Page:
Hands-on Gear Review
Compare backpacking tent ratings side-by-side >
Street Price: Varies from $320 - $400 | Compare prices at 7 resellers
Pros: Above average space-to-weight ratio, comfortable for two people, guy points and low profile end make it strong in winds.
Cons: Fabrics are less durable and less strong than SilNylons and cuben fibers used in ultralight shelters, 24 ounces heavier than lightest tent tested.
Best Uses: Luxurious, moderately lightweight, three-season trips.
Manufacturer: Big Agnes
The Big Agnes Copper Spur UL2 is a high performance two-door backpacking tent for people that want more space than lighter tents offer. It weighs in at 55 oz. or 3 lb. 7 oz., has two spacious vestibules, and has an above average space-to-weight ratio. The tent has high quality ultralight fabrics that could be stronger and more durable. It competes fiercely with the Tarptent Double Rainbow and Hilleberg Anjan and Rogen.
Check out our full Backpacking Tent Review to see how these tents compare to others. Consider an Ultralight Tent for "hardcore" ultralight backpacking.
Compare top rated competitors side-by-side >
OutdoorGearLab Editors' Hands-on Review
The Copper Spur strives to be both lightweight and spacious. And it succeeds! This is our favorite tent for luxurious lightweight backpacking with lazy afternoons spent reading The New Yorker, drinking tea, and frolicking around in fluffy down sleeping bags.
The tent has the sixth highest space-to-weight ratio of all 24 tents tested. An impressively tall 42" peak height makes it easy to sit up at the front. Twenty-nine square feet of interior space and steep walls provide plenty of room to spread out and use the floor area to a greater extent than is possible on many lighter tents. Two 9-square-foot vestibules easily cover shoes and a moderate size pack. Two supportive side pockets hold nighttime essentials and an optional gear loft quenches the organizational thirst of the messy basecamper. Color-coded pole and fly connectors, and reflective quick adjust guy lines make setup brainless.
The Copper Spur has a sturdy and well-designed pole construction that helps to offset its fragile fabrics. The tent uses the same materials found on the Fly Creek UL2. They're neither strong nor durable and it's important to care for them like a baby. A slight bit of bushwhacking tore the stuff sack and floor of a Copper Spur that was sticking out of the top of one tester's pack. Big Agnes uses a lightweight polyurethane coated ripstop nylon. A silicone coated ripstop or cuben fiber would be much stronger for the same weight and would greatly improve the tent's performance in serious storms or on long trips. See our Buying Advice Article for more about fabrics.
The Copper Spur has wonderful geometry that produces a tight pitch and holds steady in winds that bend many other light tents over. Three guy points at the head and one at the foot help to secure it better than most light tents. A large vent above the head area helps to combat condensation (the company's Fly Creek series misses this critical feature).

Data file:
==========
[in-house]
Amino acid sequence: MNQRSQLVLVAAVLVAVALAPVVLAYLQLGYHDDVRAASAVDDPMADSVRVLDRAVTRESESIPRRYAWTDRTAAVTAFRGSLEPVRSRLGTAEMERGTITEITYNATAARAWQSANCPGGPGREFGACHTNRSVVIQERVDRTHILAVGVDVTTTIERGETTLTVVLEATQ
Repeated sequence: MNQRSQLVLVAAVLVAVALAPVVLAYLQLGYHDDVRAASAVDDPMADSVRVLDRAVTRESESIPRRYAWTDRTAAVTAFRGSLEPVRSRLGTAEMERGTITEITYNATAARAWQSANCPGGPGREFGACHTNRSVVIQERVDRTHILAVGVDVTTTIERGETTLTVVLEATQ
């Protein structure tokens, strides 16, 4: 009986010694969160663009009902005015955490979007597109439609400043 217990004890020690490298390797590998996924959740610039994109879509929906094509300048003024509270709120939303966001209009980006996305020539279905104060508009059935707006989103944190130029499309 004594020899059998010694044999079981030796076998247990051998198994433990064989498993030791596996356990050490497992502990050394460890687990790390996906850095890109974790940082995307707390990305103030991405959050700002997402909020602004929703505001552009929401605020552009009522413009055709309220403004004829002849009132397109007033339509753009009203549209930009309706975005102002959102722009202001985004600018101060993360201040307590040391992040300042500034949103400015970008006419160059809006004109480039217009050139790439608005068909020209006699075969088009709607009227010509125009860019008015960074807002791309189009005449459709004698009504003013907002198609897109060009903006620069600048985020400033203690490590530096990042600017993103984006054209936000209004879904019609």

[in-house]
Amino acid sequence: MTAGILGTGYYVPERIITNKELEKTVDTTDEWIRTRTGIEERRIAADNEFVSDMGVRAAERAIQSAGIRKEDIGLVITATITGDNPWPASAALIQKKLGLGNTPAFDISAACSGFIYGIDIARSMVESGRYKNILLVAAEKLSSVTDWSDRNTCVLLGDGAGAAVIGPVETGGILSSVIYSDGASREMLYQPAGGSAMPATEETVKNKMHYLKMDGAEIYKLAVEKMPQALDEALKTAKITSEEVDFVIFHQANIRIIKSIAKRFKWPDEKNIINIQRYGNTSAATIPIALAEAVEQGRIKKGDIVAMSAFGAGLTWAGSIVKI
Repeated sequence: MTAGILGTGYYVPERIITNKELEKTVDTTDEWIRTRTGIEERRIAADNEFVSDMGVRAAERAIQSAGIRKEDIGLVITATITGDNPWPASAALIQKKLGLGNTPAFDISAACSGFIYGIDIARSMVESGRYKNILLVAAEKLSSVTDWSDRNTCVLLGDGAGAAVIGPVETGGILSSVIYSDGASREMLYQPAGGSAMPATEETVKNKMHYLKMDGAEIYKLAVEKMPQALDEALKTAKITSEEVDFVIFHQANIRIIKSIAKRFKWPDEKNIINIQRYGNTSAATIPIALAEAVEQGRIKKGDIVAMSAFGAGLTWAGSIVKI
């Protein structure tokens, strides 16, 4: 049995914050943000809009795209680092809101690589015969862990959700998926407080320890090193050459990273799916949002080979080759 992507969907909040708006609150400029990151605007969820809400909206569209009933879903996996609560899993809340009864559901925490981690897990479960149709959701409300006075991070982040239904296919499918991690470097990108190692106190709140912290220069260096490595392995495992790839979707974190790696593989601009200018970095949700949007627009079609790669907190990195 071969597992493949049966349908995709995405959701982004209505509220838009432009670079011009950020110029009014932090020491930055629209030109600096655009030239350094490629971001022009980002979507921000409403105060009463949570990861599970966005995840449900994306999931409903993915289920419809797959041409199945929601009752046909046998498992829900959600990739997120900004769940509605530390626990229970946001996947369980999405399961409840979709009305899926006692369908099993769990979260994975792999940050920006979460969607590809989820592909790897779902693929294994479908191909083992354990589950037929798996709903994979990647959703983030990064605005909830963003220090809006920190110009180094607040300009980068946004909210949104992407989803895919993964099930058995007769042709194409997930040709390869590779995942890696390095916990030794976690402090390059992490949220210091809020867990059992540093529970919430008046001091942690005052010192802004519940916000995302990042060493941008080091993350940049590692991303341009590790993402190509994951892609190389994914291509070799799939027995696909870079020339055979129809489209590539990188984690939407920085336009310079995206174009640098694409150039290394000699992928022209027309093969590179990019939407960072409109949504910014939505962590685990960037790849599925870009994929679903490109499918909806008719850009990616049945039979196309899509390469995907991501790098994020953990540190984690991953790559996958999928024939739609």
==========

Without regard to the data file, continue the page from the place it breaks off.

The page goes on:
Weight and Packed Size
The Copper Spur 2 weighs 55 oz. or 3 lb. 7 oz. with the included DAC V stakes. This is 24 ounces heavier than the lightest tent tested. The tent packs down small for a two-door tent.
We give the tent a score of 1 here (the highest score is 3) because it must be pitched in the exact same way every time, which can be a drawback for long distance hikers or anyone forced to camp in sites that don't allow an optimal pitch. ultralight tents are much more adaptable. The Copper Spur works better than most when fast-pitched with the fly, footprint, and poles, but we don't believe fast-pitching is viable for serious backpacking. Nor do we recommend buying footprints. See our Buying Advice Article for more info on these topics.
The Copper Spur's greatest limitation is its fabric. Despite a full season all over the High Sierra, including three serious and one record-setting storm, our test model showed few signs of wear. Nonetheless, the fabric tears very easily compared to others, which is a significant drawback if it was to get punctured. For many backpackers the fabric will not pose a serious drawback, but for long distance hikers or anyone traveling to remote areas, we recommend something with increased strength and durability (one might also want a lighter tent).
A relatively minor drawback: the Copper Spur isn't as stealthy as dark green tents such as the Hilleberg Anjan, Mountain Hardwear SuperMegaUL 2, and Terra Nova Solar Photon 2. If you want to be stealthy, dark green is generally the best color for the greatest variety of landscapes.
Luxurious moderately lightweight three-season trips.
The Copper Spur offers good performance for a reasonably high price. We plot retail prices and our scores for each tent in a Price versus Value Chart.
The Copper Spur comes in a few different sizes:
The Spur UL1 costs $369 and is the one person version of this tent. If you're looking for a tent that will provide more space, check out the Copper Spur UL3, $500, the three person version, or the Copper Spur UL 4, $629, the four person version.
— Chris McNamara and Max Neale
Compare this product side-by-side to top competitors >
OutdoorGearLab Member Reviews
Most recent review: October 13, 2014
Where's the Best Price?
*Help support OutdoorGearLab. If you click on one of the seller links and make a purchase, a portion of the sale helps support this site
Related Best-in-Class Review
Helpful Buying Tips
Get More OutdoorGearLab
Follow us on Twitter, be a fan on Facebook!
Related Gear Reviews
Other Gear by Big Agnes
Recent Best-in-Class Reviews